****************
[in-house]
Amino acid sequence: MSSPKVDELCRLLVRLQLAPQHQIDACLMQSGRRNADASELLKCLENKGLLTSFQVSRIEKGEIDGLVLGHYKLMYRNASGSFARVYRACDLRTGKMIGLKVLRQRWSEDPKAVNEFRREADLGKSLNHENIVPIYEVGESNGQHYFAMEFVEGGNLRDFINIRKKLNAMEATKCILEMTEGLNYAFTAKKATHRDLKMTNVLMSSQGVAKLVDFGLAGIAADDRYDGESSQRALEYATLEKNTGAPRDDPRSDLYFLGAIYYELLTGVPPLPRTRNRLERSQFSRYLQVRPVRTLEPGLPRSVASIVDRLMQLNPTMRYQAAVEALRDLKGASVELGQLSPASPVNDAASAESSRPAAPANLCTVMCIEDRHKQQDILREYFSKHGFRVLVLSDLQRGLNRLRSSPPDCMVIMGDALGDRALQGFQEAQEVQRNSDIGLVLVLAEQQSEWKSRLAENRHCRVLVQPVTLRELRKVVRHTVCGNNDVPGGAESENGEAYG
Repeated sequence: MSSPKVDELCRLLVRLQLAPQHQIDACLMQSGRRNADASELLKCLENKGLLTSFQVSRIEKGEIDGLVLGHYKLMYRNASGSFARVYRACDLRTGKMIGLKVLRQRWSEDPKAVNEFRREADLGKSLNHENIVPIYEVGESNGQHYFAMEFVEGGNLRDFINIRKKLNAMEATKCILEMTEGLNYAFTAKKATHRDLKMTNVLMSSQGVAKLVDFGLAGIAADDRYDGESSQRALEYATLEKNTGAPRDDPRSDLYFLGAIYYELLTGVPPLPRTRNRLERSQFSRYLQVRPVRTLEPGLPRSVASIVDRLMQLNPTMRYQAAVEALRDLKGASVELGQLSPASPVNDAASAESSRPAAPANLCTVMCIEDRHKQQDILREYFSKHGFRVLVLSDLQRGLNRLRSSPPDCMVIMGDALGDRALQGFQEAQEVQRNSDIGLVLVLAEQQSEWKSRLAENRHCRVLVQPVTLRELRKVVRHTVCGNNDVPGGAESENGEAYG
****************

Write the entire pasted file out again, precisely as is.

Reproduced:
[in-house]
Amino acid sequence: MSSPKVDELCRLLVRLQLAPQHQIDACLMQSGRRNADASELLKCLENKGLLTSFQVSRIEKGEIDGLVLGHYKLMYRNASGSFARVYRACDLRTGKMIGLKVLRQRWSEDPKAVNEFRREADLGKSLNHENIVPIYEVGESNGQHYFAMEFVEGGNLRDFINIRKKLNAMEATKCILEMTEGLNYAFTAKKATHRDLKMTNVLMSSQGVAKLVDFGLAGIAADDRYDGESSQRALEYATLEKNTGAPRDDPRSDLYFLGAIYYELLTGVPPLPRTRNRLERSQFSRYLQVRPVRTLEPGLPRSVASIVDRLMQLNPTMRYQAAVEALRDLKGASVELGQLSPASPVNDAASAESSRPAAPANLCTVMCIEDRHKQQDILREYFSKHGFRVLVLSDLQRGLNRLRSSPPDCMVIMGDALGDRALQGFQEAQEVQRNSDIGLVLVLAEQQSEWKSRLAENRHCRVLVQPVTLRELRKVVRHTVCGNNDVPGGAESENGEAYG
Repeated sequence: MSSPKVDELCRLLVRLQLAPQHQIDACLMQSGRRNADASELLKCLENKGLLTSFQVSRIEKGEIDGLVLGHYKLMYRNASGSFARVYRACDLRTGKMIGLKVLRQRWSEDPKAVNEFRREADLGKSLNHENIVPIYEVGESNGQHYFAMEFVEGGNLRDFINIRKKLNAMEATKCILEMTEGLNYAFTAKKATHRDLKMTNVLMSSQGVAKLVDFGLAGIAADDRYDGESSQRALEYATLEKNTGAPRDDPRSDLYFLGAIYYELLTGVPPLPRTRNRLERSQFSRYLQVRPVRTLEPGLPRSVASIVDRLMQLNPTMRYQAAVEALRDLKGASVELGQLSPASPVNDAASAESSRPAAPANLCTVMCIEDRHKQQDILREYFSKHGFRVLVLSDLQRGLNRLRSSPPDCMVIMGDALGDRALQGFQEAQEVQRNSDIGLVLVLAEQQSEWKSRLAENRHCRVLVQPVTLRELRKVVRHTVCGNNDVPGGAESENGEAYG